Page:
I blame Chris Brown. While it may sound absurd to expect any kind of responsible decision making on the Part of Chris Brown in the Year of our Lord 2018, I still think he should have known better than to participate in the farce that is “Freaky Friday.” Brown’s participation in the video is critical. The entire conceit here is that Dicky is depressed in his own life, sees the carefree, rich, cool, corporeally uninhibited, “nigga” pass-having Brown, and pines to experience that. (It shouldn’t be lost on anyone that the dynamics at play here—a stuffy, well-to-do white jealously yearning for the freedom to just let loose and dance like those unworried, hedonistic blacks—are the same kind of gross stereotypes that have been promulgated in white society since slavery and probably well before.) Without a black body to do his bidding, Dicky’s premise doesn’t work. So it’s wild that Brown—who, whatever else he is, still presumably considers himself a proud black man—would allow himself to be used in this racist fantasy, to rent his celebrity and body and skin and mouth to Lil Dicky so that Dicky could pretend to don that body and shuck, jive, and cry out “nigga!” to the full extent of his sad white heart’s desire.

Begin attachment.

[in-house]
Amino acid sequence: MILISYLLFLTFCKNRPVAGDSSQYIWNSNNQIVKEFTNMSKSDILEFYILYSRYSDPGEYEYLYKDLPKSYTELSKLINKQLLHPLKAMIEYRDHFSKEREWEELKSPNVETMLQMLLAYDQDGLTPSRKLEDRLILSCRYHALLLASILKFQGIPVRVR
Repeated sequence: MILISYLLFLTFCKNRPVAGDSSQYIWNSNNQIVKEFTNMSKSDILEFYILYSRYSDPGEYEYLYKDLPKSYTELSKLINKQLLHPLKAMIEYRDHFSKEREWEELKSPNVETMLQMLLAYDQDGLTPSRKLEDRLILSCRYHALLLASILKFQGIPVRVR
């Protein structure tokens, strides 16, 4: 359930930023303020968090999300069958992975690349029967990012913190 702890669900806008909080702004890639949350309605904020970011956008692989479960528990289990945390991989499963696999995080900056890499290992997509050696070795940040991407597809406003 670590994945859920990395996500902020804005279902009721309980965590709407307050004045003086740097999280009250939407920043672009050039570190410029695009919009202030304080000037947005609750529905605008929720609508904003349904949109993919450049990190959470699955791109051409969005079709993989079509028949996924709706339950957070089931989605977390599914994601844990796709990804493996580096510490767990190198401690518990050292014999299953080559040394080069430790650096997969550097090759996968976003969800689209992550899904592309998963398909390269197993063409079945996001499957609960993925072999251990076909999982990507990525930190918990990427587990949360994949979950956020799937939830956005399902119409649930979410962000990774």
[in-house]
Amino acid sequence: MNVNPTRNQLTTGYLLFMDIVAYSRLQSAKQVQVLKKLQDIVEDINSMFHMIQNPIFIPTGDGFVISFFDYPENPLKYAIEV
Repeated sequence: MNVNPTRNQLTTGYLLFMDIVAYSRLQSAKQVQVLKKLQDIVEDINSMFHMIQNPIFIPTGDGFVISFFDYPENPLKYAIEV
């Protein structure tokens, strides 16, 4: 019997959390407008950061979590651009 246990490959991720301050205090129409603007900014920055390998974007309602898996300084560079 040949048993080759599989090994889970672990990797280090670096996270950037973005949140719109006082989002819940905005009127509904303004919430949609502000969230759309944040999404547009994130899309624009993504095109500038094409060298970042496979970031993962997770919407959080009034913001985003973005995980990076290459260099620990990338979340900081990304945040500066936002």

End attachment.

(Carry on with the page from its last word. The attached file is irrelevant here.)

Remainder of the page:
If for no other reason, Brown’s senses of racial solidarity and personal integrity should’ve kicked in and told him to turn Dicky down when asked to loan his body for what amounts to an expensive form of blackface. Obviously Dicky would’ve phoned up other black artists until one inevitably agreed had Brown turned him down, meaning Brown himself probably couldn’t have headed this thing off single-handedly. But maybe Chris Brown and the next few names on Dicky’s rolodex could’ve been persuaded that selling out your people by collaborating with a lame like Lil Dicky isn’t worth it, and in the process could stop things like “Freaky Friday” from getting off the ground in the future.


In that spirit, I feel comfortable blaming Brown for not doing so. If he were to have a change of heart and come out against the video and apologize for his complicity in it, I promise to be the first one to go up to him, dap him up, and bellow in a sing-songy voice, “You that niggaaaaaa!”